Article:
2019.07.18 18:00

Rebirth of Lithuanian baseball – national team on the verge of top European level and no pitch

Rytis Kazlauskas, 2019.07.18 18:00

The legendary Lithuanian pilot Steponas Darius introduced baseball in Lithuania when he returned from the US in 1920. In the years that followed, the ‘American’ sport found an unreceptive public and precious few fields suitable for play.

Almost 100 years later, the situation hasn’t changed much – the Lithuanian national baseball team is on the verge of reaching Europe's highest level, but don’t have a single stadium to host matches.

Despite poor baseball infrastructure, the Lithuanian national team finished first in Pool B of the European championship this month and is to face Israel for a spot in Europe’s highest tier.

On July 26, Lithuania will have a second chance to advance to the highest tier, after failing back in 2018, losing the series against Austria 0:2.

National team: from a 16-year-olds to experienced veterans and naturalized citizens

Much like in the 1920s, when baseball was seen as a far-away sport – and the only news about it came from the US – present-day Lithuania cannot make do without support from across the Atlantic.

Two coaches from the US – Will Gordon and Chrostopher Rodriguez – helped Lithuanians succeed in the qualifying tournament in Slovakia.

Gordon, 36, speaks fluent Lithuanian and has been married to Vitorija from Lithuania for over a decade.

The team also boasts two naturalized players with Lithuanian roots. Vytas Valinčius, 16, is a rising star from Chicago who maintained connection with Lithuania despite being born in the US. He now joins Gordon in speaking fluent Lithuanian.

“He ranks among the top 50 players in the US in his age group,” said Gordon. “He’s very talented."

Valinčius has reached a verbal agreement with South Carolina University and will join their team after finishing high school to continue toward professional baseball.

Luke John Barry, a pitcher from Canada, has also acquired Lithuanian citizenship despite not having been raised here.

“Luke’s grandmother fled during the [Second World] War, so he could apply for the Lithuanian citizenship. We used this [option] and invited him to the national team,” said Lithuanian Baseball Association (LBA) president Virmidas Neverauskas.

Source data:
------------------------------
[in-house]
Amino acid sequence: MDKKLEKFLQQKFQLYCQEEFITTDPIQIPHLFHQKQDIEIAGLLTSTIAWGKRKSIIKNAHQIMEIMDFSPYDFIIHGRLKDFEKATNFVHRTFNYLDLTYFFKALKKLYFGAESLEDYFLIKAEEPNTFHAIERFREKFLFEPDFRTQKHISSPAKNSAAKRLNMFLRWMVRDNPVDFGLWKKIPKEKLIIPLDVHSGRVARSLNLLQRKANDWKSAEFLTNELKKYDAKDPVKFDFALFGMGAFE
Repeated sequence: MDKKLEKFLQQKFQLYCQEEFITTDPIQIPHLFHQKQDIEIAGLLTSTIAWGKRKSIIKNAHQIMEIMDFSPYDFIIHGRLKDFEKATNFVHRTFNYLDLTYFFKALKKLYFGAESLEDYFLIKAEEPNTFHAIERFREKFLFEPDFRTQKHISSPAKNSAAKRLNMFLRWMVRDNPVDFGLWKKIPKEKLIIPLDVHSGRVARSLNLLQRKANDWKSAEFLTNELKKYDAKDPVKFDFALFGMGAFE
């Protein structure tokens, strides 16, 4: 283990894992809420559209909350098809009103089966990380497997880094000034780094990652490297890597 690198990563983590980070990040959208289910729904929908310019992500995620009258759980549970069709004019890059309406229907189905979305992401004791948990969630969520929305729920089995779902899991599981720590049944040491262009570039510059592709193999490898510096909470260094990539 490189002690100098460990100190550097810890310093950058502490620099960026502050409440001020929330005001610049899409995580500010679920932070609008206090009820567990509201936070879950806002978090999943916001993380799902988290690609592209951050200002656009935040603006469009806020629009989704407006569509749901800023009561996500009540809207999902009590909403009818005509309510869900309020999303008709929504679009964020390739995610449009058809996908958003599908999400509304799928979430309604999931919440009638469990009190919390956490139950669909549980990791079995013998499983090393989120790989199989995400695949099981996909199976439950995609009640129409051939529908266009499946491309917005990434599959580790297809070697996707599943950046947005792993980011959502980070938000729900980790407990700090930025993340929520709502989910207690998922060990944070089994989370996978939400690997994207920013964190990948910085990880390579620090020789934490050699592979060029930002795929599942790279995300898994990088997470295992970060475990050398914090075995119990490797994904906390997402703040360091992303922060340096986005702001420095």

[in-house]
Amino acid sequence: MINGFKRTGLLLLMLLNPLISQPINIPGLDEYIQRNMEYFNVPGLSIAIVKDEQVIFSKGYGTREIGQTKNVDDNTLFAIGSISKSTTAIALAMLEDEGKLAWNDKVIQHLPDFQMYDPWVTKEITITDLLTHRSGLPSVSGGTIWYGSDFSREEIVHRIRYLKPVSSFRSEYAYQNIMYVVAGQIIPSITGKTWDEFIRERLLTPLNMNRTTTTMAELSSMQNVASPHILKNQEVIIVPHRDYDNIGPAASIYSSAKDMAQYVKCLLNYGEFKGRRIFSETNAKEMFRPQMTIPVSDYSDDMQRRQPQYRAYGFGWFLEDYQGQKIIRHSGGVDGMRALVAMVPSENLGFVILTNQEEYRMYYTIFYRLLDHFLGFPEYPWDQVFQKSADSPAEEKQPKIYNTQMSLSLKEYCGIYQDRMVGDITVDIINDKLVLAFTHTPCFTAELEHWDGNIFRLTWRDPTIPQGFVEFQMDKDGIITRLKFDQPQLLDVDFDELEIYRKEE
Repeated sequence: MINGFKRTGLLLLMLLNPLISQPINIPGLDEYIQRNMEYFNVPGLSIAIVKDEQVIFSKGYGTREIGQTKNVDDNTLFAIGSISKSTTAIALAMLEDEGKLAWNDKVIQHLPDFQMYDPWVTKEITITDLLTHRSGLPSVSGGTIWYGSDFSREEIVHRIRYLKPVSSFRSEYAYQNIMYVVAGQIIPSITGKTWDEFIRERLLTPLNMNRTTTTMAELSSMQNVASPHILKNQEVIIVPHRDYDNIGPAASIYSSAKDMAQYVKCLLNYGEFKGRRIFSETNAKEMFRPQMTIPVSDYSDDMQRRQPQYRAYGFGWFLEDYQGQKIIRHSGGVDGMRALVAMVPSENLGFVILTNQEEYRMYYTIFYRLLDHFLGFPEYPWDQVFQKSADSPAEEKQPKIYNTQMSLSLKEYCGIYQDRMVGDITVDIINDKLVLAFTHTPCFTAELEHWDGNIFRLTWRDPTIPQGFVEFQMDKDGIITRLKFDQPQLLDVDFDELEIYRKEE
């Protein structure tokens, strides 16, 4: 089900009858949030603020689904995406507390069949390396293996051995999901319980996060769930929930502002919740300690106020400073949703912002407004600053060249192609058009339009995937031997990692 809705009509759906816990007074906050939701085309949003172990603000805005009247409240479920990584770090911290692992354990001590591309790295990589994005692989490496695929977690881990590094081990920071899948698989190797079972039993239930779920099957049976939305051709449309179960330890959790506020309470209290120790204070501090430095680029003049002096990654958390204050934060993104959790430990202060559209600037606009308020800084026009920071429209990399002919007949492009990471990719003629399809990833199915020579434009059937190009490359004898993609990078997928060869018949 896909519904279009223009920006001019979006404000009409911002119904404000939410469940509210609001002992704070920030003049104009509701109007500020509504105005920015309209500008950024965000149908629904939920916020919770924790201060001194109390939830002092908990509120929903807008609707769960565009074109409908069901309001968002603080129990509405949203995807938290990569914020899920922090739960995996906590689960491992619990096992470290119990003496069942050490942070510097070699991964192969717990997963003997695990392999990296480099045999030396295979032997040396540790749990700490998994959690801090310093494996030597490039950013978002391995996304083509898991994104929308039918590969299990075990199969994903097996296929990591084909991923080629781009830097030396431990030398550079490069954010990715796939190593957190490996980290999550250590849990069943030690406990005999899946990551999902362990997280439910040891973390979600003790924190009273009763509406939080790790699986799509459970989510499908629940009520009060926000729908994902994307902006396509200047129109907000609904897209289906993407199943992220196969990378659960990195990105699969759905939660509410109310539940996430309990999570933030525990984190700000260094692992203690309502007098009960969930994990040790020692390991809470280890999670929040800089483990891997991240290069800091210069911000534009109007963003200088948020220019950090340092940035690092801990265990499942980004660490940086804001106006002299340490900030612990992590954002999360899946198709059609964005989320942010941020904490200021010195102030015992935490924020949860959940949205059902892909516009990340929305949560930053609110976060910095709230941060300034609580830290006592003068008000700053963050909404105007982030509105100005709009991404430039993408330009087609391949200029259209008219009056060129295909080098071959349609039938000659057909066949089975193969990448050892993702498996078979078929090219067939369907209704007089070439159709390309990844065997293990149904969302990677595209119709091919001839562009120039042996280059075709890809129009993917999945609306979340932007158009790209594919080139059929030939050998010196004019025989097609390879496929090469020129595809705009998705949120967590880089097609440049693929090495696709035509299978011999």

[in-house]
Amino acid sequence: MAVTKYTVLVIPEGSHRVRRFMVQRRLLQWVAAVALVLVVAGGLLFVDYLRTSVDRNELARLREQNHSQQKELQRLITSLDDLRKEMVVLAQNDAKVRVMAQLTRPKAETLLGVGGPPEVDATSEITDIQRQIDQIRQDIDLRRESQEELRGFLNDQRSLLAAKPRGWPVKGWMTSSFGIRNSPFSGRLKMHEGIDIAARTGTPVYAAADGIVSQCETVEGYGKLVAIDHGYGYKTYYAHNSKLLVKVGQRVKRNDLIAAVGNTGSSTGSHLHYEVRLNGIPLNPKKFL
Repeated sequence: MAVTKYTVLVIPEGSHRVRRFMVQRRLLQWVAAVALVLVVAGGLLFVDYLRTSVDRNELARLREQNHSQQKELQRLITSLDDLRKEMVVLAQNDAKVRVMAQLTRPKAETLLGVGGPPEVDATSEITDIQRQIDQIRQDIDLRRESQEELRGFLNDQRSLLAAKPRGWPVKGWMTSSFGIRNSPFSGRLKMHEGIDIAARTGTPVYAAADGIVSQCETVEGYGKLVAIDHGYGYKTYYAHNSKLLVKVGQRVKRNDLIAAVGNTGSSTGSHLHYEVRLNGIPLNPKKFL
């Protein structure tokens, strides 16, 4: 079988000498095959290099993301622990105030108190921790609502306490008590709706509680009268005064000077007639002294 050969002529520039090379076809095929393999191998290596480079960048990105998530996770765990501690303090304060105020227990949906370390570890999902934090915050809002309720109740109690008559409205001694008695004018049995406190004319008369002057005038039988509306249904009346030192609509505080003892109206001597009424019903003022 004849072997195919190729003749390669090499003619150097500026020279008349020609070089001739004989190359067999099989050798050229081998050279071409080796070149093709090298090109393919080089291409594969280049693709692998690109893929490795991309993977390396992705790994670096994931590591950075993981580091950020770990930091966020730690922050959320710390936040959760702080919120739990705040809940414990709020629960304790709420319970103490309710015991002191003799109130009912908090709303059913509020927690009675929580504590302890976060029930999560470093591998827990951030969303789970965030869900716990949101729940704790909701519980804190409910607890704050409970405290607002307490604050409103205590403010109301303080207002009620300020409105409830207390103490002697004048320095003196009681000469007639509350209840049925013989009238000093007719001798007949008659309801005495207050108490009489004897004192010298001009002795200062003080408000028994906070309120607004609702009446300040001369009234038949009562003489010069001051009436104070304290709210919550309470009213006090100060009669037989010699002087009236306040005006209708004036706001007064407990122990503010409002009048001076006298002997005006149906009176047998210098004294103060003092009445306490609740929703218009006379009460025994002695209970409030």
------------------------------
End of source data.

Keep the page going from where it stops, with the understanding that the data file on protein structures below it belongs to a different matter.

“Another one of our players, Marius Balandis, will join Barry in Saint Louis University.”

Coach Gordon is adamant that “Lithuanians are real warriors [...] we supported each other [in Slovakia] and managed to win” the qualifying tournament.

Neglected infrastructure

The Lithuanian team will face off the Israeli squad at home, but it did not know if it would be able to do it until very late.

The problem is that the team does not have a pitch that meets international requirements.

“We are probably the only nation in the world that shows such [high] results, but essentially has nowhere to play,” said Neverauskas.

Playing on poor pitches, the players have developed a “self-defence reflex,” because “they try catching the ball directly with the glove, as it’s frightful, not knowing in which unpredictable trajectory the ball can bounce back,” he added.

The LBA president told that the Lithuanian team would prefer to play in Utena, eastern Lithuania.

A pitch in line with the highest international standards did operate there in the 2000s, but it became unaffordable for the main baseball club in Utena, ‘Vėtra’, after the operating firm raised the fees in 2015.

“From this point onward, we lost the sport’s massive-scale in the city. We had teams on all tiers, but now there are only a few clubs left,” said one of the veterans in the national squad, Dalius Neliupšis. The stadium then lost its baseball focus.

“We can’t use school stadiums, because it’s unsafe.”

LBA put hopes in renovating the stadium in Utena, and after getting the green light by the European Baseball Confederation, the pitch will be temporarily prepared for top tier games.

This way, the decisive series with Israel will begin on July 26.